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Infinite Series (Aaron Venture) thread

tabulius

Active Member
Hardly any latency, no real CPU strain. On my old i7 6700 laptop with 24 GB RAM. Not that memory is of any concern with these excellent libraries. So, very suitable for (live) performance on smaller more portable hardware.
No real CPU strain? I have been struggling with maxing out my CPU since I got Infinite. Sure, they are relatively easy on CPU when speaking of an instrument or two, but when you start stacking up, it brings my desktop i7 6700K to its knees. Here is a screenshot where I tested the Infinite WW and Brass orchestra, no other instruments or plugins loaded. Bus and master fx disabled. With mixed mic 3 (Bersa) these instruments hover around 50% and with three mics 60-70%. I had to raise my buffer up to 512 to make the library more usable. Those numbers would be ok, but when I start adding strings, percussion, choir, synths etc. I start to have a really bad time. But I don't blame the Infinite series for this. I think I would just need a computer with more cores and power to get the full orchestra up and running. And with 128-256 buffer! I tried running the same test with 128 and the meter jumped to 100% red. Totally unusable with low buffer sizes for me at least.
 

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doctoremmet

Senior Member
Sorry to hear that. For me the instruments are perfectly usable. I don’t tend to use a lot of instances though, so that may explain my different experience. Since the original question pertains to a live use case, I’d argue that Infinite instruments are very usable and do not really strain the CPU. But I’m curious to hear other people’s experiences too?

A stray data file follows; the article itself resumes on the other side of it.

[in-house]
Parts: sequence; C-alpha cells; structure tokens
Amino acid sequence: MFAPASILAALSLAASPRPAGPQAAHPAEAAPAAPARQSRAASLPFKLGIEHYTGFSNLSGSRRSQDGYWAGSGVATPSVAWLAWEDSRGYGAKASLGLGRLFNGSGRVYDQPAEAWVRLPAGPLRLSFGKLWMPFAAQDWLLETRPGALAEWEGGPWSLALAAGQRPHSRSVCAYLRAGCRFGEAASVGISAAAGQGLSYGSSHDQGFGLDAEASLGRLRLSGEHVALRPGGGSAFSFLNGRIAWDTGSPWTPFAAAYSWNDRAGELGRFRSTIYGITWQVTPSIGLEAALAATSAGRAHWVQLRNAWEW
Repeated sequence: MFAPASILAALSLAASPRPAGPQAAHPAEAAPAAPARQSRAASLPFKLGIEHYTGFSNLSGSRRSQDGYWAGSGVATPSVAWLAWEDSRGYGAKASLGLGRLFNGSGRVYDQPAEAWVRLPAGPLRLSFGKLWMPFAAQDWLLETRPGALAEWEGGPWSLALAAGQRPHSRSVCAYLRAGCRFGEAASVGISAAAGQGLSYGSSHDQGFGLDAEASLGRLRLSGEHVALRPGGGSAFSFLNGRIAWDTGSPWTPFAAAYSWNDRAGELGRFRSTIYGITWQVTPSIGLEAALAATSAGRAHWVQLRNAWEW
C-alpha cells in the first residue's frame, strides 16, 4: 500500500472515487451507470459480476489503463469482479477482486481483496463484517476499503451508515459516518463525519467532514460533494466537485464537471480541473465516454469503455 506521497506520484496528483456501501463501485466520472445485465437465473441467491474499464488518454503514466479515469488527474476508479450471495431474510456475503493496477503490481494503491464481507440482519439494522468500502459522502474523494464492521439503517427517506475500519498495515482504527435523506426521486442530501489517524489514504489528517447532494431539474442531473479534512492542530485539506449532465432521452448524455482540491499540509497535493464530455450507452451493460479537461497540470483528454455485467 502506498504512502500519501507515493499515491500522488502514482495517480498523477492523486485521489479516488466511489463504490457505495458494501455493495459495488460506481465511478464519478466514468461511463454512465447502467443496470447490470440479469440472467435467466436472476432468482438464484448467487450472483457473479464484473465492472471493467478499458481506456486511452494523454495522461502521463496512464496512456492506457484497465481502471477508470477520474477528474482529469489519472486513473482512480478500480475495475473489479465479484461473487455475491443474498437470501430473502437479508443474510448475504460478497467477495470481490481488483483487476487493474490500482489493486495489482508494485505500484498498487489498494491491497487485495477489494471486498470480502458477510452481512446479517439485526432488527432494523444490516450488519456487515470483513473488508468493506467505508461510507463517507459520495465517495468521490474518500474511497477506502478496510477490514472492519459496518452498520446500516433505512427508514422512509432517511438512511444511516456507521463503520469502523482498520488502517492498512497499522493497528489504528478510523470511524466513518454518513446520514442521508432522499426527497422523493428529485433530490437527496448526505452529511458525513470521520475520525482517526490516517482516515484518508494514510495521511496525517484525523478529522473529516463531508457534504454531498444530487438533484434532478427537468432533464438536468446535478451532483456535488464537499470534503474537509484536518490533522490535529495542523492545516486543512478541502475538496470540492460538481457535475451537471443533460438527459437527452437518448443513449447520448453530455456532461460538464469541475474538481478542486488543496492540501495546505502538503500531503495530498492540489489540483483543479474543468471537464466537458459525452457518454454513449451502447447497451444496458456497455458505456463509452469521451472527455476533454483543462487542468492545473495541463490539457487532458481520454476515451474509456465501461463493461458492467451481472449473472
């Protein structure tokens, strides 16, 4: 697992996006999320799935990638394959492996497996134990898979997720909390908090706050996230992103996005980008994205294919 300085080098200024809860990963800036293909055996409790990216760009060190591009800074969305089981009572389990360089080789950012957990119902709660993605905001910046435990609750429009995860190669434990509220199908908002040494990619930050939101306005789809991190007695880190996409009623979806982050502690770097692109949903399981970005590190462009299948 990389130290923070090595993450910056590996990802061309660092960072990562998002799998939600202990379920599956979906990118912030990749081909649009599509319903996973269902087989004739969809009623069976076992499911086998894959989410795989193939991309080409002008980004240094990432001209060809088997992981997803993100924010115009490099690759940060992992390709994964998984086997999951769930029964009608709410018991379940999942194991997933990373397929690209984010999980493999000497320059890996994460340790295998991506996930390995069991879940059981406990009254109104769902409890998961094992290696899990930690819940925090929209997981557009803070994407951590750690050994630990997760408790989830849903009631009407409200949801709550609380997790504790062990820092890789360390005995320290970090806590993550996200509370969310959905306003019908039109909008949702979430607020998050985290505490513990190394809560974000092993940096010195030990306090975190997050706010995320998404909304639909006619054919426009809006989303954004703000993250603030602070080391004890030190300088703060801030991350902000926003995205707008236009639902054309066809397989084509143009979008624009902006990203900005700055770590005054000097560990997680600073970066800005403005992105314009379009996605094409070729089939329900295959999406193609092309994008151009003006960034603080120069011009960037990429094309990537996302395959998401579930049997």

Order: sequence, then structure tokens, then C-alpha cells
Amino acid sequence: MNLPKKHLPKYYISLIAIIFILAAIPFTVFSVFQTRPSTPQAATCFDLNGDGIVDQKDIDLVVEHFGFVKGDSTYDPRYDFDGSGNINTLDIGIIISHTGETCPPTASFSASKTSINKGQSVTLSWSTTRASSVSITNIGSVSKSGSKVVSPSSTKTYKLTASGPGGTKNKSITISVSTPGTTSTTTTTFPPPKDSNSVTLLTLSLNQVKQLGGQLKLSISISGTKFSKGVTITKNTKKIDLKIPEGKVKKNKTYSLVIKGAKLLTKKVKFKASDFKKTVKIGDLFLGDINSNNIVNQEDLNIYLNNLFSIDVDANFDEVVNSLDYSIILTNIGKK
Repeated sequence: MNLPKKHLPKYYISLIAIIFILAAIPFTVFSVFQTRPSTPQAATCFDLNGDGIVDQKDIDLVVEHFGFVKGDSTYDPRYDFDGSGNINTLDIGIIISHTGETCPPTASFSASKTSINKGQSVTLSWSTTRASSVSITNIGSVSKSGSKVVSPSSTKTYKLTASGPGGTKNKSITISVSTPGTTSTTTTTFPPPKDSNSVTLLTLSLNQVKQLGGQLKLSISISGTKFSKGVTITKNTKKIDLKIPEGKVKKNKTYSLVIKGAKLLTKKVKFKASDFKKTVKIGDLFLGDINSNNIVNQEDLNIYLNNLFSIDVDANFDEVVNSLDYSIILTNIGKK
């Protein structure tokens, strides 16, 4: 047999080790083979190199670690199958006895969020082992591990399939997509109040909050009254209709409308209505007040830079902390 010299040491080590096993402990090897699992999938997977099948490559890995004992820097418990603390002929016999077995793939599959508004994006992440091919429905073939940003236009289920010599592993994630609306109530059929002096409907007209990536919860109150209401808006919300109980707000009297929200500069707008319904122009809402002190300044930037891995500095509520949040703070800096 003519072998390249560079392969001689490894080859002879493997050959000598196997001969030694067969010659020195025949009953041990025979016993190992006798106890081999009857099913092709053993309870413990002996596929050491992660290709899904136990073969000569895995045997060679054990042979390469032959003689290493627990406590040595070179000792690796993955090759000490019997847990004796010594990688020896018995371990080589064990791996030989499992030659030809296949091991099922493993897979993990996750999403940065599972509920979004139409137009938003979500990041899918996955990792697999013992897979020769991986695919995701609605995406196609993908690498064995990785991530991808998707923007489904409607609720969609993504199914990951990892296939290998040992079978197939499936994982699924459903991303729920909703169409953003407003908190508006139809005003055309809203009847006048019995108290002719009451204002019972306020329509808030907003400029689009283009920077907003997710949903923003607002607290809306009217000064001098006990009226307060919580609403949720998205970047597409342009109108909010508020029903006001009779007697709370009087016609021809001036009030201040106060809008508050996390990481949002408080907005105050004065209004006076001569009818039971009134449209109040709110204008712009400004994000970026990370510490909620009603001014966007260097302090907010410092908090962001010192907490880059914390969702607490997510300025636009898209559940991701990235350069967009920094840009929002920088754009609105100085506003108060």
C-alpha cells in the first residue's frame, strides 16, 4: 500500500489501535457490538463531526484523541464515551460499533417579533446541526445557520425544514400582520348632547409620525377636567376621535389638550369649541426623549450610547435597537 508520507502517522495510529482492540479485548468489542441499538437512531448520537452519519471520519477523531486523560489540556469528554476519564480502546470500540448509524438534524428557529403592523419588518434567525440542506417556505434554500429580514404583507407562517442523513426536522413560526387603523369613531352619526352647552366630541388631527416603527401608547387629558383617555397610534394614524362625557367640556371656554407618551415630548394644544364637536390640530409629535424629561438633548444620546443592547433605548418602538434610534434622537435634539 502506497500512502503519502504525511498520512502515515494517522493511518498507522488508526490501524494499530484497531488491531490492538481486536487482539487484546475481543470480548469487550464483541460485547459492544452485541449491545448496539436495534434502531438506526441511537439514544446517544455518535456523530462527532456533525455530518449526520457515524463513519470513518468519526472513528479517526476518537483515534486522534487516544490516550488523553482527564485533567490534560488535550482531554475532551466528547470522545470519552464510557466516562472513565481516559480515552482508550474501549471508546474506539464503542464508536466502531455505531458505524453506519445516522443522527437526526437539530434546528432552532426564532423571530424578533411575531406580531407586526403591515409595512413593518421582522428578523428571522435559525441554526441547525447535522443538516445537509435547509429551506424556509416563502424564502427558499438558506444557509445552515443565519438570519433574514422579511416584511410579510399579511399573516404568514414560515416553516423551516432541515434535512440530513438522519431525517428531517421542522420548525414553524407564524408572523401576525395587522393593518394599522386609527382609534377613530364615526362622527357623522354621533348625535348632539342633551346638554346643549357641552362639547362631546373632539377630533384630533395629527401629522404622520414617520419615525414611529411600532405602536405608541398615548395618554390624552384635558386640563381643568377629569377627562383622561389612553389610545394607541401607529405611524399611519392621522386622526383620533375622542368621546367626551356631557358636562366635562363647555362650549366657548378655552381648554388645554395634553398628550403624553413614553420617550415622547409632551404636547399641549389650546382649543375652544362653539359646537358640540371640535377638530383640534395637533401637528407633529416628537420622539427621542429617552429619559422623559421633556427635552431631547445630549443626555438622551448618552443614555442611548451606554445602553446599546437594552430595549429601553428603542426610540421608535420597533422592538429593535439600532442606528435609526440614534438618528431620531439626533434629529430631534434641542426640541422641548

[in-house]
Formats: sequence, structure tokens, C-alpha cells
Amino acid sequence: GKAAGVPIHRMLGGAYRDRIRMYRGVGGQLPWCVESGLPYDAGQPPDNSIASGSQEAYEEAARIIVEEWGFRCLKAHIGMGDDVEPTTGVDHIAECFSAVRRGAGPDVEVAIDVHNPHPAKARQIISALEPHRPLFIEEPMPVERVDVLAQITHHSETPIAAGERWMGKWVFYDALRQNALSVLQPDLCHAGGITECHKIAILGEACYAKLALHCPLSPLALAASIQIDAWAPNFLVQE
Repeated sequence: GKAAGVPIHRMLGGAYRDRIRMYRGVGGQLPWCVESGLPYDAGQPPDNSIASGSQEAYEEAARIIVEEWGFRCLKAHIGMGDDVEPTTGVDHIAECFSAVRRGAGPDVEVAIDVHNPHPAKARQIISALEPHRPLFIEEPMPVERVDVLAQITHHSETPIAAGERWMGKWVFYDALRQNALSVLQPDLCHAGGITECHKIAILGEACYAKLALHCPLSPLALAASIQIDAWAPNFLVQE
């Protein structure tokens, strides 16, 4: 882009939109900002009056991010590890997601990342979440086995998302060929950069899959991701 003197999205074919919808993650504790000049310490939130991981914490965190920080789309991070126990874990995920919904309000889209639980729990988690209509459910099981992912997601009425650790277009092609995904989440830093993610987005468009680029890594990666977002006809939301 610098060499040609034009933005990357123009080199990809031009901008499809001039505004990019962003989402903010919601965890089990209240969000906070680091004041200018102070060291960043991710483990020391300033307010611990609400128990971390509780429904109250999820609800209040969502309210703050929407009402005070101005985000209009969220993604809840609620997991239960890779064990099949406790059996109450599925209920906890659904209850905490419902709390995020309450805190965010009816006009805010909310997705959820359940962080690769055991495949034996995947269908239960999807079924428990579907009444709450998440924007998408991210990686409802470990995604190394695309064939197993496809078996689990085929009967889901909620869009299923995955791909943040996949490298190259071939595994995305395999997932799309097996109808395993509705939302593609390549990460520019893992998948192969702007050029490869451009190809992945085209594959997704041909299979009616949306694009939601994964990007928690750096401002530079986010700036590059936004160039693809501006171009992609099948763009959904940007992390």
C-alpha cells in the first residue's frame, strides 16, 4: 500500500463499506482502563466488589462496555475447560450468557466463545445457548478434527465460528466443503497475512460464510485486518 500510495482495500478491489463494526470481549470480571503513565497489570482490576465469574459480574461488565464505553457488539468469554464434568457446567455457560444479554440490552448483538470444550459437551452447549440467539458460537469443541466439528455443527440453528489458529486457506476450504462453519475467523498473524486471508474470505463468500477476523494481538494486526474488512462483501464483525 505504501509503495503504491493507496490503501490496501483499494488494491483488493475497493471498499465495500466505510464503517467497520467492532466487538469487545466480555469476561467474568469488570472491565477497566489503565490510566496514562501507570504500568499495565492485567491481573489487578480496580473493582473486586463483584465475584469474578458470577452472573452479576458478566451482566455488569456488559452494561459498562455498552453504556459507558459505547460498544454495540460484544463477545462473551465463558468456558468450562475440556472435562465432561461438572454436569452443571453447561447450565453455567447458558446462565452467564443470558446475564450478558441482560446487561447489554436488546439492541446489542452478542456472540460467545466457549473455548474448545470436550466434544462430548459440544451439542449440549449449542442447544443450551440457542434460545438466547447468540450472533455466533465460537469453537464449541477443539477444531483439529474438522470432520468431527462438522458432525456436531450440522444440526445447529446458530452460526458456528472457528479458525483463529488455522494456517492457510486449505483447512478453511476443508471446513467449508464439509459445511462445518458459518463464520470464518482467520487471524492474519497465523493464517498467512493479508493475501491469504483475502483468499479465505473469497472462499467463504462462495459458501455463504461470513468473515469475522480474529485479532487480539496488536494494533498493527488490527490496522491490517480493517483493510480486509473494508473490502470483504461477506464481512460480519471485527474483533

aaronventure

Senior Member
128 buffer size is a tall order for that CPU given how many real-time convolution reverbs are running with a standard Infinite woodwind and brass ensemble, even with Mixed Mic. 3900X has no trouble running an entire IW + IB + other stuff template along with processing at 256 even with Mixed Mic off, but back on my old i5 4690 I had to bump it up to 1024 when mixing, and Mixed Mic had to be used.

Honestly, I think 512 is still alright (also depending on your interface, but mostly it's fine). Even 1024 is manageable, but definitely takes a bit of getting used to.
 

Ziffles

New Member
No real CPU strain? I have been struggling with maxing out my CPU since I got Infinite. Sure, they are relatively easy on CPU when speaking of an instrument or two, but when you start stacking up, it brings my desktop i7 6700K to its knees. Here is a screenshot where I tested the Infinite WW and Brass orchestra, no other instruments or plugins loaded. Bus and master fx disabled. With mixed mic 3 (Bersa) these instruments hover around 50% and with three mics 60-70%. I had to raise my buffer up to 512 to make the library more usable. Those numbers would be ok, but when I start adding strings, percussion, choir, synths etc. I start to have a really bad time. But I don't blame the Infinite series for this. I think I would just need a computer with more cores and power to get the full orchestra up and running. And with 128-256 buffer! I tried running the same test with 128 and the meter jumped to 100% red. Totally unusable with low buffer sizes for me at least.
Yeah even my older 6-core i7 5930k has problems with a full load, so much that I have to sub IW/IB instruments out to my Vienna rig. Then again, both of our CPUs are completely trounced by even a mid level Ryzen 5 now, so I'm looking to upgrade.
 

Ziffles

New Member
I noticed that IB instruments don't always sound very good in mono and have a lot of phase cancelation issues, and I couldn't figure out why. I thought maybe it was the instrument's impulse reverbs doing it, but even after disabling them in kontakt, I was still having mono phasing issues with the raw instruments.